Prayers for the Journey / Oraciones por el Viaje

Join The Wall Las Memorias Project today Wednesday, April 8th for two exciting community dialogue opportunities. All community members are welcomed to join us for these important conversations as we deal with the global crisis together. Our patient navigators will also be on hand to offer valuable local community resources and answer any questions.

To participate, be sure to click the Zoom links provided below or join us on Facebook Live.


VIRTUAL TOWN HALL: Dealing with Our Emotions through Difficult Times

RSVP for this Zoom Meeting:


PRAYERS FOR THE JOURNEY, An Evening of Community Prayer

Join this Zoom Meeting:

Meeting ID: 354 211 597

One Tap Mobile:
+1(669)900-6833, Passcode – 354211597#


Also available on Facebook Live! at


For questions or concerns, feel free to reach out to us by calling (323) 257-1056 or email us at We hope you will be able to join us!

Faith, Hope, Love in Action: United Methodist Women’s Sunday


Please join us for worship on Sunday, September 22, when we celebrate United Methodist Women’s Sunday. Worship for the day will be led by the women of the congregation.

Our guest preacher will be Bishop Mary Ann Swenson, who served as the resident bishop of the Los Angeles Episcopal Area of The United Methodist Church from 2000 until her retirement in 2012. Prior to being appointed to the Los Angeles Episcopal Area, Bishop Swenson served for eight years as the resident bishop of the Denver Episcopal Area where she oversaw the Rocky Mountain and Yellowstone Annual Conferences of The United Methodist Church.


Bishop Mary Ann has served The United Methodist Church in a number of capacities, including:

  • Director and subsequently President of the Board of Discipleship;
  • Chair of the General Board of Global Ministries’ Committee to Eliminate Institutional Racism;
  • Director and subsequently President of the General Council on Finance and Administration; and
  • President of the General Commission on Christian Unity and Inter-religious Concerns.

She has been a United Methodist representative to the World Council of Churches and currently serves as the Vice Moderator of that ecumenical organization’s Central Committee.

Born in Pine Bluff, Arkansas, Bishop Swenson was raised and received her early education in Jackson, Mississippi. She graduated with a B.A. in Religion from Millsaps College in 1969. She later received a Doctor of Ministry degree from the School of Theology at Claremont based on her thesis entitled: “A Synthesis between Personal Piety and the Social Gospel in the Modern Church.” Ordained as a Deacon in 1973 and an elder in 1976, she served in a variety of ministry settings in Southern California and Washington, including Superintendent of the Puget Sound District.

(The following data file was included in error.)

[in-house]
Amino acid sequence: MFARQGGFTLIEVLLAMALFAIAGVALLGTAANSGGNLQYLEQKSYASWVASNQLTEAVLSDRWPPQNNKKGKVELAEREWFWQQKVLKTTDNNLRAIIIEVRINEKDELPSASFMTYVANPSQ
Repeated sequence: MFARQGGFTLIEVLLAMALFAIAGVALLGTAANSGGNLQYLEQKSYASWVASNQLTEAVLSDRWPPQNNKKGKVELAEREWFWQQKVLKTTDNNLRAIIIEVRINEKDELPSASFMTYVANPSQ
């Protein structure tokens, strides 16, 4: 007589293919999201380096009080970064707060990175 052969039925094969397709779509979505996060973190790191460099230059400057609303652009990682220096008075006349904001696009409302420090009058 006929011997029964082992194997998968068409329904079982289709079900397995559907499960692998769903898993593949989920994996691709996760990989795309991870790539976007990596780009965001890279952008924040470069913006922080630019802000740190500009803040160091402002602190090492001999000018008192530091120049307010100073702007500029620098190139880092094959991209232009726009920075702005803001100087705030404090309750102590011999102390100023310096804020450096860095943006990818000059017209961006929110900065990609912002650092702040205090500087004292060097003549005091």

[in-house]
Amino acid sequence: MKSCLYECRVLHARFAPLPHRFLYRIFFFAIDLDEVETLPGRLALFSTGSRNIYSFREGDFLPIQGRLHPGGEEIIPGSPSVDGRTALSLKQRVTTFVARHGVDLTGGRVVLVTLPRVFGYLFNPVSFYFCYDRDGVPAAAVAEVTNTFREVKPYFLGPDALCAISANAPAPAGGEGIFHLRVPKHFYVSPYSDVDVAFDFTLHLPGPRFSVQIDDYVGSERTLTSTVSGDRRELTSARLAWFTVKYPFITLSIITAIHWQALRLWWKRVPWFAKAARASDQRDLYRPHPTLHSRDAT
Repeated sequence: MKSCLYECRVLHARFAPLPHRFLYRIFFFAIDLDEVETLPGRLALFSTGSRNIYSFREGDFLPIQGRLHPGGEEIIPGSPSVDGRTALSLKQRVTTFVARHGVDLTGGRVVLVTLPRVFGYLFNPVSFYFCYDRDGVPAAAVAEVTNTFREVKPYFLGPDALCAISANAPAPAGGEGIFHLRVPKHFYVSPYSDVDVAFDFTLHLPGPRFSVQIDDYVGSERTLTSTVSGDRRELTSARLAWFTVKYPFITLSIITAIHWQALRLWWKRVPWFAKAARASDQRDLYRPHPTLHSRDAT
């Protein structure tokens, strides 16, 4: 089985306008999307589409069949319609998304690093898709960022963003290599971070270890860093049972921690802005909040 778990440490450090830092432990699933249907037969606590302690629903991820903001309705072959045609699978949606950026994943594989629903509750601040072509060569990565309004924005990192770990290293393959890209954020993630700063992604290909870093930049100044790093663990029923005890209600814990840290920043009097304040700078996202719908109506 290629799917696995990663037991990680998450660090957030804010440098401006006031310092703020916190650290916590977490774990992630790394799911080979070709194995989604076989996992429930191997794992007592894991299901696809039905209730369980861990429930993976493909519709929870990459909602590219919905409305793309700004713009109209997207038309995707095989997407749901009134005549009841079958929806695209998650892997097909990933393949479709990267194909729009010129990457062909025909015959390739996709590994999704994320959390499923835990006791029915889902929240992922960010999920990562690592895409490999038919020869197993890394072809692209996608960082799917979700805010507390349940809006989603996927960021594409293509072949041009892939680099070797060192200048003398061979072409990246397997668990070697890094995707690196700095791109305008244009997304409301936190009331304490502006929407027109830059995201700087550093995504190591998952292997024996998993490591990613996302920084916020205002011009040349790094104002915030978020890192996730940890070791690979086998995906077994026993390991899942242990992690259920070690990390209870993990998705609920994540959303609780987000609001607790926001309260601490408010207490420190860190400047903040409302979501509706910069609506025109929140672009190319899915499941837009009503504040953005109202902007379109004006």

Bishop Swenson describes herself as “an outspoken leader on issues of inclusiveness and violence. She was one of fifteen United Methodist Bishops who signed a statement during the 1996 General Conference protesting the denomination’s official stance condemning the practice of homosexuality as being “incompatible with Christian teaching.”

Bishop Swenson currently lives with her husband Jeff in Pasadena, California. She remains active in pursuing her dream of leading the church in “becoming a more inclusive community, justice seeking, and more perfect in love of God and neighbor.


The Trump administration has threatened mass deportations of immigrants residing in this country.

So, what can we, as a community of faith, do?

  1. Join CHIRLA (The Coalition for Humane Immigrant Rights in Los Angeles), CLUE (Clergy and Laity United for Economic Justice), the Immigration Task Force of the California-Pacific Conference of The United Methodist Church, and others in taking to the streets to protest this proposed action:


Due to the apparent postponement of Trump’s raids on immigrant communities, the remaining CHIRLA/ CLUE rallies planned for this week have been postponed. 

Please remain on-alert for the possibility of emergency mobilizations as CHIRLA and CLUE monitor the situation.

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2. “Know Your Rights”!

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3. Attend a “Know Your Rights” seminar!


4. Know the phone number of the Rapid Response Network in your area, and – in the event of an immigration-related emergency – use it!

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